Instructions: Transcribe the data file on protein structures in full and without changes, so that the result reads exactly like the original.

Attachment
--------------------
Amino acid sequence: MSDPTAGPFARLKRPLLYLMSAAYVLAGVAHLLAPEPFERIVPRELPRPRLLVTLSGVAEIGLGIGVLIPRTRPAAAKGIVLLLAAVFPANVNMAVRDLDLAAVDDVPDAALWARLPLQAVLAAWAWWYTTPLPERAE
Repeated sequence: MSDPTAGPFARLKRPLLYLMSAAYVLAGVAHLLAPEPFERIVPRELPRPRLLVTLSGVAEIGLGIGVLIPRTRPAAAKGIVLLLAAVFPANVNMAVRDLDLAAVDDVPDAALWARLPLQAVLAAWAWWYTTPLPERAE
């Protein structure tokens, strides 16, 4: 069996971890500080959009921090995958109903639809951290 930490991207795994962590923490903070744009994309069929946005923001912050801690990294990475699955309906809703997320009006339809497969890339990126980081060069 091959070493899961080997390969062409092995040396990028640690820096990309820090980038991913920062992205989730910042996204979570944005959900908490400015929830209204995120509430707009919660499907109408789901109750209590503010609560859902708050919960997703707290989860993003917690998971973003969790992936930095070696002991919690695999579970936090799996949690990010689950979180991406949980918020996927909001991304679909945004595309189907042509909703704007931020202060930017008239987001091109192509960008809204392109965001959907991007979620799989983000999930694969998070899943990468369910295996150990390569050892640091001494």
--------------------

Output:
Amino acid sequence: MSDPTAGPFARLKRPLLYLMSAAYVLAGVAHLLAPEPFERIVPRELPRPRLLVTLSGVAEIGLGIGVLIPRTRPAAAKGIVLLLAAVFPANVNMAVRDLDLAAVDDVPDAALWARLPLQAVLAAWAWWYTTPLPERAE
Repeated sequence: MSDPTAGPFARLKRPLLYLMSAAYVLAGVAHLLAPEPFERIVPRELPRPRLLVTLSGVAEIGLGIGVLIPRTRPAAAKGIVLLLAAVFPANVNMAVRDLDLAAVDDVPDAALWARLPLQAVLAAWAWWYTTPLPERAE
């Protein structure tokens, strides 16, 4: 069996971890500080959009921090995958109903639809951290 930490991207795994962590923490903070744009994309069929946005923001912050801690990294990475699955309906809703997320009006339809497969890339990126980081060069 091959070493899961080997390969062409092995040396990028640690820096990309820090980038991913920062992205989730910042996204979570944005959900908490400015929830209204995120509430707009919660499907109408789901109750209590503010609560859902708050919960997703707290989860993003917690998971973003969790992936930095070696002991919690695999579970936090799996949690990010689950979180991406949980918020996927909001991304679909945004595309189907042509909703704007931020202060930017008239987001091109192509960008809204392109965001959907991007979620799989983000999930694969998070899943990468369910295996150990390569050892640091001494």